Fake or misunderstood illnesses abound. I’m afraid to even tell you about the next one, because if I tell you what it is you might actually catch it, right through the screen, like digital herpes.
It’s called Delusional parasitosis, where the sufferer feels like their skin is infested with tiny, invisible parasites. It drives many people round the bend.
A related condition is Morgellons, where the itching discomfort is believed to be fibres under the skin. Are you scratching yet?
But there are no fibres or parasites. It’s an entirely psycho-somatic condition. Pseudo sufferers turn up at their doctors scratching like mad, some even cutting themselves to dig out the imaginary threads and crypto-bugs.
Some doctors even wearily prescribe placebos and creams that will relieve the "symptoms". A condition that never was, dealt with by a cure that won’t work. Spread as much by belief as anything else, like fairies.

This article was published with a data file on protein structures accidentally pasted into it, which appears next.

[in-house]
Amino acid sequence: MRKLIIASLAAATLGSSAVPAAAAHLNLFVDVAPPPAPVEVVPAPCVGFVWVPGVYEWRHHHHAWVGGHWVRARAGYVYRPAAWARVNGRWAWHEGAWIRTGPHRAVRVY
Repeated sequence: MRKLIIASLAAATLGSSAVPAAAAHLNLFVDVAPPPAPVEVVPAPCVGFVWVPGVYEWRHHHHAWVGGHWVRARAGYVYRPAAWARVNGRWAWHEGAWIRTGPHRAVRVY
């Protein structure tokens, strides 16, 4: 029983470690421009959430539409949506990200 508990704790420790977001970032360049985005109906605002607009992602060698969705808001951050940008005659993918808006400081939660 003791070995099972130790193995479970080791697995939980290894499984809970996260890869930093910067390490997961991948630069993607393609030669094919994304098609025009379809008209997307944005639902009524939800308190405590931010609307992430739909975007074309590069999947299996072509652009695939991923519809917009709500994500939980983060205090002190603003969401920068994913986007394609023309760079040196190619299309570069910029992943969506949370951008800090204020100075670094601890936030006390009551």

Schools also have to contend with these crypto-pathologies. Students bring with them every trouble and symptom of humanity. Some of these are barely understood, like dyslexia. We know that many children struggle with their reading, and we categorise many of these as dyslexics, but in truth there is no clear "cause" of dyslexia.
In some cases, we find that they simply haven’t been instructed robustly in the foundations of reading, and remedying this makes the dyslexia vanish. In other cases there may well be underlying physical or neurological causes. But misdiagnosis in this matter can lead to children feeling they have some insurmountable difficulty in reading, when what it requires is tuition and support.
The wages of spin
ADHD is another. Many teachers confidently believe in it, but what is it they believe in?
ADHD is, like most pathologies of the mind, a collection of observed symptoms; hyper activity, lack of focus, etc. But some children labelled as having ADHD suddenly demonstrate that they don’t have it when they sit in the lesson of a teacher with whom they have a good relationship, or who runs their room with clear routines.
I stress: this isn’t to say that for many children this isn’t a very real and debilitating difficulty. But it indicates our diagnostic protocol is often blunt. We probably over-diagnose and under-diagnose. Because we’re unsure what it is we’re diagnosing, and it becomes an ontological problem. This matters when we pump children with drugs like Ritalin to stun them still.